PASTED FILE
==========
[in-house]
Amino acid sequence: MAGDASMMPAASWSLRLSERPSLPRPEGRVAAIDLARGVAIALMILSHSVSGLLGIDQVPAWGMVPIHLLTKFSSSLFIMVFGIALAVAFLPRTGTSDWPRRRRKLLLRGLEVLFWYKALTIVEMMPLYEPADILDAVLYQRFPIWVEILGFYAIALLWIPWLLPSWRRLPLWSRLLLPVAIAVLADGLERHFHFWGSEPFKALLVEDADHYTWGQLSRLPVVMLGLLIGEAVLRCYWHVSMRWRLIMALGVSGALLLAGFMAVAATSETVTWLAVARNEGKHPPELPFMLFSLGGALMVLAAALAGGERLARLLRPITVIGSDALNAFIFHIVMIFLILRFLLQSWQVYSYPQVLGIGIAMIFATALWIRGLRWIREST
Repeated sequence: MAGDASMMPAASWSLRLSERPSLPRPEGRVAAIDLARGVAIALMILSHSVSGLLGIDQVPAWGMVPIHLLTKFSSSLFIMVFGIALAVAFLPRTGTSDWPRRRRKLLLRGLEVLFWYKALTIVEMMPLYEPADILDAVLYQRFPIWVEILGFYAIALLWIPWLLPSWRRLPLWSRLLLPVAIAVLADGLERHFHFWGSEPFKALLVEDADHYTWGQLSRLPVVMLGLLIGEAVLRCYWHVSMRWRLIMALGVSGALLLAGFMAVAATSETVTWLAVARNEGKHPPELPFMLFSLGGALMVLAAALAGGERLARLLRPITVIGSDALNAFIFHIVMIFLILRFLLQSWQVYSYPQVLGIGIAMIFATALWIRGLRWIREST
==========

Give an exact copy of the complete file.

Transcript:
[in-house]
Amino acid sequence: MAGDASMMPAASWSLRLSERPSLPRPEGRVAAIDLARGVAIALMILSHSVSGLLGIDQVPAWGMVPIHLLTKFSSSLFIMVFGIALAVAFLPRTGTSDWPRRRRKLLLRGLEVLFWYKALTIVEMMPLYEPADILDAVLYQRFPIWVEILGFYAIALLWIPWLLPSWRRLPLWSRLLLPVAIAVLADGLERHFHFWGSEPFKALLVEDADHYTWGQLSRLPVVMLGLLIGEAVLRCYWHVSMRWRLIMALGVSGALLLAGFMAVAATSETVTWLAVARNEGKHPPELPFMLFSLGGALMVLAAALAGGERLARLLRPITVIGSDALNAFIFHIVMIFLILRFLLQSWQVYSYPQVLGIGIAMIFATALWIRGLRWIREST
Repeated sequence: MAGDASMMPAASWSLRLSERPSLPRPEGRVAAIDLARGVAIALMILSHSVSGLLGIDQVPAWGMVPIHLLTKFSSSLFIMVFGIALAVAFLPRTGTSDWPRRRRKLLLRGLEVLFWYKALTIVEMMPLYEPADILDAVLYQRFPIWVEILGFYAIALLWIPWLLPSWRRLPLWSRLLLPVAIAVLADGLERHFHFWGSEPFKALLVEDADHYTWGQLSRLPVVMLGLLIGEAVLRCYWHVSMRWRLIMALGVSGALLLAGFMAVAATSETVTWLAVARNEGKHPPELPFMLFSLGGALMVLAAALAGGERLARLLRPITVIGSDALNAFIFHIVMIFLILRFLLQSWQVYSYPQVLGIGIAMIFATALWIRGLRWIREST